Programme  OS5d Transboundary water issues  abstract 129

The Triangle of Needs: A Framework for Promoting Cooperation in Transboundary River Basins

Author(s): Maria Placht, Ali Shafqat Akanda, Sarah Freeman
Ali Shafqat Akanda, Maria Placht, Sarah Freeman 200 College Avenue, Anderson Hall Civil & Environmental Engineering Tufts University, Medford, MA 02155, USA Telephone: +1 603 264 5214

Keyword(s): Euphrates, water, food security, energy, conflict resolution

Get Adobe Reader

Session: OS5d Transboundary water issues

transition from conflictive to cooperative relations of transboundary river basins inevitably involves the sharing of

benefits. A review of environmental agreements demonstrates that they are more likely to succeed if embedded in

trade agreements. This paper proposes a framework involving the exchange of water, energy, and food that

examines how to share these benefits most efficiently and effectively. Such regional integration of water resource

development ensures that all interests and needs are preserved. The water, energy, and food needs of the riparian

countries must be integrated to produce optimum benefits for all involved. Tradeoffs between these needs are

examined from political, historical, and analytical perspectives. This framework is then applied to the case study of

the Euphrates River basin in order to examine its potential for practical application.

The Euphrates River

supplies the bulk of freshwater to eastern Turkey, Syria, and Iraq. Due to water intensive development plans, the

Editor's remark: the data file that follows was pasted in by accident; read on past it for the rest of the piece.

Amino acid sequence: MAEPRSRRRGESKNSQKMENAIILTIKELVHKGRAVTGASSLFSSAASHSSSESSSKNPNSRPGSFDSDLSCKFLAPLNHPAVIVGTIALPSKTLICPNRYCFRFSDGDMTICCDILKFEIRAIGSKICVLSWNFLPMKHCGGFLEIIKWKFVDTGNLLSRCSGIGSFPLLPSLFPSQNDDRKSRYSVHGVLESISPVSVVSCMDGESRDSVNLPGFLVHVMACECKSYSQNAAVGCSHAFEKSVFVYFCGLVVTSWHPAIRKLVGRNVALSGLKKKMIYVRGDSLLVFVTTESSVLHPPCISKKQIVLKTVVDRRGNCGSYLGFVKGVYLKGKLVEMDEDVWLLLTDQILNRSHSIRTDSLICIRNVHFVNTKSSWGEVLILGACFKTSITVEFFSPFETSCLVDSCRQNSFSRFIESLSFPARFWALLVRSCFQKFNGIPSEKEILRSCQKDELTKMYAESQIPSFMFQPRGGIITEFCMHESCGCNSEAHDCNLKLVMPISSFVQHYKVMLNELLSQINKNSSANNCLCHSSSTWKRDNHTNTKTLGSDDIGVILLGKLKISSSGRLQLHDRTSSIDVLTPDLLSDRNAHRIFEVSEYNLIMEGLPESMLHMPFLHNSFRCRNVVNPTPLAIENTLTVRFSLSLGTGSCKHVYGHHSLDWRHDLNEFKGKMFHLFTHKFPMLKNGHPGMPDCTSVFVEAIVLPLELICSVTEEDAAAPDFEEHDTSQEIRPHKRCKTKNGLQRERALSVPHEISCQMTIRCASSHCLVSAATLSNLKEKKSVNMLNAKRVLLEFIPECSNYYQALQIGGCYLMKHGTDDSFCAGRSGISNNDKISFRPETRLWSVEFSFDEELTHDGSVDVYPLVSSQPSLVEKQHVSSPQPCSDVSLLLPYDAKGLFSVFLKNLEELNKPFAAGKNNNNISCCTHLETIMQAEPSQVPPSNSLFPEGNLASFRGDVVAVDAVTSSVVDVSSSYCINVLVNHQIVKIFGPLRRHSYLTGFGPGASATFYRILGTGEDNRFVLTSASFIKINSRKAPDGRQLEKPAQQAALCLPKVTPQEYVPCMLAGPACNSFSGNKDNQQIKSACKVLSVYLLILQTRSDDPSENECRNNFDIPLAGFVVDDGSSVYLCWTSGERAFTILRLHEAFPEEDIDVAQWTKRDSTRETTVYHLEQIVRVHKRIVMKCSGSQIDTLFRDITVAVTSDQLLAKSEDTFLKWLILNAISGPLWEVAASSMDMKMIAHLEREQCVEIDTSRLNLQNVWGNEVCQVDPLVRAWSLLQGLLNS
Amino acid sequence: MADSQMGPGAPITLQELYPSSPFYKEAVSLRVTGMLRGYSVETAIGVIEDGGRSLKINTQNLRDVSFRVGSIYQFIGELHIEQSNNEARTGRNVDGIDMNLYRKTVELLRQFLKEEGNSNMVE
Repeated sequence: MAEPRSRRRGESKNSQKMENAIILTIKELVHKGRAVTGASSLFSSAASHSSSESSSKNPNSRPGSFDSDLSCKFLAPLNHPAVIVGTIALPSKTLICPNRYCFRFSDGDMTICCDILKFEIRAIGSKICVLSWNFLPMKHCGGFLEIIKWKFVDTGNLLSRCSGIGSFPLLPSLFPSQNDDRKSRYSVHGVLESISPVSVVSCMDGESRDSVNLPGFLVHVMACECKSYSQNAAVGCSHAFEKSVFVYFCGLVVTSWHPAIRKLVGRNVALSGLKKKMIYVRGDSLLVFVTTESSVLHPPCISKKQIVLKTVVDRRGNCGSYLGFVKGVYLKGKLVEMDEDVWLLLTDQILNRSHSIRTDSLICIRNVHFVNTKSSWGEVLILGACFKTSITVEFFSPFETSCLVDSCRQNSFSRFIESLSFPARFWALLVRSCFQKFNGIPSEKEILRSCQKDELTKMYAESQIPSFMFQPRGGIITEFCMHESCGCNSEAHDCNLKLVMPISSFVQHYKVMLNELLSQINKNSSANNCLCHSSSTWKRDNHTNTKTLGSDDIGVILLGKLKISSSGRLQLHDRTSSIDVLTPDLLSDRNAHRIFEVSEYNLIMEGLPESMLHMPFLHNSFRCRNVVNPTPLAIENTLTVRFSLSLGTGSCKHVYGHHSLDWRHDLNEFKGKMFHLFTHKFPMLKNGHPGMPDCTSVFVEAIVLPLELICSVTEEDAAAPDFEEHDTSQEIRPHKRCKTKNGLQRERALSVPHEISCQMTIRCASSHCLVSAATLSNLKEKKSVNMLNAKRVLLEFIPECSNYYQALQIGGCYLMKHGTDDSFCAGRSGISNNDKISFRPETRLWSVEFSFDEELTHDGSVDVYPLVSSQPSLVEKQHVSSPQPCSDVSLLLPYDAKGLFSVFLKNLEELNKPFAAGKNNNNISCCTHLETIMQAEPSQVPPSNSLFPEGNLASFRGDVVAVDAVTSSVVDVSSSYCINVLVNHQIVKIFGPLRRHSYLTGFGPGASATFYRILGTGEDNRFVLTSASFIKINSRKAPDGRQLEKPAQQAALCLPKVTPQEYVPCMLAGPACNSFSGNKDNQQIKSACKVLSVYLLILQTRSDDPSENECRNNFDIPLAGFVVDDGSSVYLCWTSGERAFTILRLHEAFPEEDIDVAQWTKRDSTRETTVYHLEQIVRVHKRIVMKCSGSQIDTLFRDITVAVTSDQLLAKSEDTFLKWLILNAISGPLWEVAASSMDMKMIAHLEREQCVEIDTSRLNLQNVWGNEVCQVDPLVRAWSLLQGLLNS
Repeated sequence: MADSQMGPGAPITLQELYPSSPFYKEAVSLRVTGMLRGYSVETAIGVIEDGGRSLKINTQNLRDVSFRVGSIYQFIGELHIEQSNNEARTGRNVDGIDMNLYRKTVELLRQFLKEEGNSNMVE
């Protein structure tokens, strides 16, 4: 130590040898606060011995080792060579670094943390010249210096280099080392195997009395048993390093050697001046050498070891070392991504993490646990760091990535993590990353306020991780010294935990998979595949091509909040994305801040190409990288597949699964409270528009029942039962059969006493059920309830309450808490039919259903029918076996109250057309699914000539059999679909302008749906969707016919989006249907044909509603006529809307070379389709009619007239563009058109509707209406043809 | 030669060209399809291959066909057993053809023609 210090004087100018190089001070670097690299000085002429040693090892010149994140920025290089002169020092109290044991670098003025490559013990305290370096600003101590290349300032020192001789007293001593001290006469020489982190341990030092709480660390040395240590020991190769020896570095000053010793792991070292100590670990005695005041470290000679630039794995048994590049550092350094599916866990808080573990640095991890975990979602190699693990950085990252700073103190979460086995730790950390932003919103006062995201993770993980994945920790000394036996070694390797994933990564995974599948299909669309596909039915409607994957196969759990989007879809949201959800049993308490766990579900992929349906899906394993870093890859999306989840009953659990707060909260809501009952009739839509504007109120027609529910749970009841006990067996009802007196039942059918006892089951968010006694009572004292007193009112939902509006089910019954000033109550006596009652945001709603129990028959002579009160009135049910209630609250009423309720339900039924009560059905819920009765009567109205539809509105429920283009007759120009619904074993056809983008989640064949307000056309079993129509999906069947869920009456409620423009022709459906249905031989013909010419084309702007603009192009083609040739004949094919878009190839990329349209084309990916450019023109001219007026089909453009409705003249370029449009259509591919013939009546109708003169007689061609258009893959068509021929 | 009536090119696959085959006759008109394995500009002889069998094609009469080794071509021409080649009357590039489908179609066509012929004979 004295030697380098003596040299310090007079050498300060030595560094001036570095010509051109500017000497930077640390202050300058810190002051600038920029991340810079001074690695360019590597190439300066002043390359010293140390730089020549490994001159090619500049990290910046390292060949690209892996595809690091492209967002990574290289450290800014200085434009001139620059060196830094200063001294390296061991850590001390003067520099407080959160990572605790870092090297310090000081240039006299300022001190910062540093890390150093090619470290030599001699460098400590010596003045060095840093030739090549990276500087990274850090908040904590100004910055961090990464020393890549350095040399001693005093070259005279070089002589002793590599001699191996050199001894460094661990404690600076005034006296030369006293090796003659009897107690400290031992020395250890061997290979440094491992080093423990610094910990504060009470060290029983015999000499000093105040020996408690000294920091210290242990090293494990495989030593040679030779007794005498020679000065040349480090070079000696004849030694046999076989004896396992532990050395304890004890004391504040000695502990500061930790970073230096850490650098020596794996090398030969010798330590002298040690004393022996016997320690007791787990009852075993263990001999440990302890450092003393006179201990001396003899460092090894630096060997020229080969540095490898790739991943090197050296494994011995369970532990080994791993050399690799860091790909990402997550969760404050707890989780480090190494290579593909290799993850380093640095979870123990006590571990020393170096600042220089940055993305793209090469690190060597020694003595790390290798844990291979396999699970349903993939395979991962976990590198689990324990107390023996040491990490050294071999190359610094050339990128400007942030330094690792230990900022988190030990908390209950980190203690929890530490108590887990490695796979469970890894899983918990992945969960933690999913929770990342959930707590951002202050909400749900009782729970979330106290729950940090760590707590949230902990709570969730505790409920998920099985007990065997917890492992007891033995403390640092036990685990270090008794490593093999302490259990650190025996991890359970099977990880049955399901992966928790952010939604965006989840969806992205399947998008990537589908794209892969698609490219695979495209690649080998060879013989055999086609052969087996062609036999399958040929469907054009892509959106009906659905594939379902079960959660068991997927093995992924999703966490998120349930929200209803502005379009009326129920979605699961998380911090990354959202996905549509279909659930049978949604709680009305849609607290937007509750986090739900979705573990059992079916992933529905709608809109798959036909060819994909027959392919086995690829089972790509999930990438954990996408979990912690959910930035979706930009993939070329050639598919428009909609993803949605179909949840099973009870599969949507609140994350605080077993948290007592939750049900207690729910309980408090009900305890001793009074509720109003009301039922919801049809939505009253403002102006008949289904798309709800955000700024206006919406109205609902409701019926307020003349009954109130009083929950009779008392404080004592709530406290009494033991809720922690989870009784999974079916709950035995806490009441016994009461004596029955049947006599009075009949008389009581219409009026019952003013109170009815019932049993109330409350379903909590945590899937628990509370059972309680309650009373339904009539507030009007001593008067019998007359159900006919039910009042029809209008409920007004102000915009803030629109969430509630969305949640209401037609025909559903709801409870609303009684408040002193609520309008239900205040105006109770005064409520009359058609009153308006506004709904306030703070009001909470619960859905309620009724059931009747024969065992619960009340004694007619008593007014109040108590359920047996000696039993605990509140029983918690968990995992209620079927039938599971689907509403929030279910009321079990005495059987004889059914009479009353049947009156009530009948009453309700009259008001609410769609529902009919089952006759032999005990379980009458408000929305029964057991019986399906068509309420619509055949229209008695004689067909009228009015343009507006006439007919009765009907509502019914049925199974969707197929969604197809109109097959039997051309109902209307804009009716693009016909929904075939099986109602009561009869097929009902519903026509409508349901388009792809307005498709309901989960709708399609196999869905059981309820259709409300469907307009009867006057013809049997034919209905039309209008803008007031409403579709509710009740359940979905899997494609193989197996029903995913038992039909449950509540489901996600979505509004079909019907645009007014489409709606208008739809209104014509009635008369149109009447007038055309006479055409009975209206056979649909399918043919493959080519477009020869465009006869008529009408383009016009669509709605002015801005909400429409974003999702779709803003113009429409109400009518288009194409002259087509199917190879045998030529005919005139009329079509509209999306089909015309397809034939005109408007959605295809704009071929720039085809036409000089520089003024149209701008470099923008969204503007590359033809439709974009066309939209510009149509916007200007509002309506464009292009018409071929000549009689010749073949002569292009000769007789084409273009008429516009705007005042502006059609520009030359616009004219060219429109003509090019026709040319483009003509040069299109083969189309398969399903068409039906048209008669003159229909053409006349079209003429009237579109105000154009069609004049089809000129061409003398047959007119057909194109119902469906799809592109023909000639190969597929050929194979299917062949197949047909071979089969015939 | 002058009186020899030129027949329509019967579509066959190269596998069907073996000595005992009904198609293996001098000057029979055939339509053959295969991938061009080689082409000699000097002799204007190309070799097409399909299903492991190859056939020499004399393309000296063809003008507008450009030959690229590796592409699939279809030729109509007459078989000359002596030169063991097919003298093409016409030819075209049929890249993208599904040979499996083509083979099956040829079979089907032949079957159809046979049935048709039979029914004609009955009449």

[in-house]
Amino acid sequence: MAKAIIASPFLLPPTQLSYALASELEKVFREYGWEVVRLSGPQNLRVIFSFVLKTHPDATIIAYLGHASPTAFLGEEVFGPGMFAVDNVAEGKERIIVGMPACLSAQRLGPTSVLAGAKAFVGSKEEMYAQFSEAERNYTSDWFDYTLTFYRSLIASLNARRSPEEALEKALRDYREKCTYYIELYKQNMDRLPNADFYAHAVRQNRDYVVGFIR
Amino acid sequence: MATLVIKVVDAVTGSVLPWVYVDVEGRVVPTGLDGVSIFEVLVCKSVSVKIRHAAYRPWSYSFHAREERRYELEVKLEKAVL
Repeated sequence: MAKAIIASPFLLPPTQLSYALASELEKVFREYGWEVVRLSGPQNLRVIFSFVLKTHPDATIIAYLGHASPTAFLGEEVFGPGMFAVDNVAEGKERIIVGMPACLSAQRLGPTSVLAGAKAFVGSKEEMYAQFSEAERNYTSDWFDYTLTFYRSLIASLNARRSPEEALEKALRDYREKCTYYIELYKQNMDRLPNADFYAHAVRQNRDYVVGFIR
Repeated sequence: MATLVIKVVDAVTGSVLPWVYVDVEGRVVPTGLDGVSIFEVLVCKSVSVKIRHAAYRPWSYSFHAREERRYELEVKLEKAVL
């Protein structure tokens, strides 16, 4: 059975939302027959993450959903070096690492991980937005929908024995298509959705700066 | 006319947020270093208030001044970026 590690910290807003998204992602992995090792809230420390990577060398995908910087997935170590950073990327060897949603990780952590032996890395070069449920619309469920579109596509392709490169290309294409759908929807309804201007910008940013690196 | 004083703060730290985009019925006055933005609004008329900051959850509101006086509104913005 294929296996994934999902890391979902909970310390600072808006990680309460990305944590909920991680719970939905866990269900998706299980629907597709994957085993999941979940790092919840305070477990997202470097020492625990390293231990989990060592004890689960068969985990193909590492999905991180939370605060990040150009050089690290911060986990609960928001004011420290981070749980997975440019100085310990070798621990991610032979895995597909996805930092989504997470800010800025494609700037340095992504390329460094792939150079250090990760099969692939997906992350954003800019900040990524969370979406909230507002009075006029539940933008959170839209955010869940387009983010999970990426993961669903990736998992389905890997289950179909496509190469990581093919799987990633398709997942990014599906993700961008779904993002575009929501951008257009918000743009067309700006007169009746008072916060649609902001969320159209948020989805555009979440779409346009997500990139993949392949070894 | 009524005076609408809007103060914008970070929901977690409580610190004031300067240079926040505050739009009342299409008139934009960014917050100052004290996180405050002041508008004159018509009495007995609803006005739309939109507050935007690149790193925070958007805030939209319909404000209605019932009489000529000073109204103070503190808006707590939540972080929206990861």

projected water demands of these riparians are expected to exceed the total flow of the river around 2025. The

threat of water shortage is compounded by the GAP (Southern Anatolia Project), a massive, integrated development

project in eastern Turkey, which, once fully operational, will consume a third of the river’s mean annual flow. There

have been a few efforts to share data and discuss challenges bilaterally, however there have been no trilateral

discussions to jointly manage the waters of the Euphrates.

Relations between the three countries have been

characterized by distrust and a lack of communication, compounded by unilateral development projects and

inefficient water management practices. A framework for cooperation that promotes equitable sharing of the river is

vital for peace and sustainable development in the region. Parallel to the existing Track II efforts, mediators can

provide a forum needed for a productive discussion on sharing water, energy, and food security. An analysis of

trade options shows potential for a regional agreement if all parties are willing to accept the necessary tradeoffs. The

proposed framework concludes that benefit sharing will promote regional stability by integrating basin development

and the broader riparian interests.

  Revenir en haut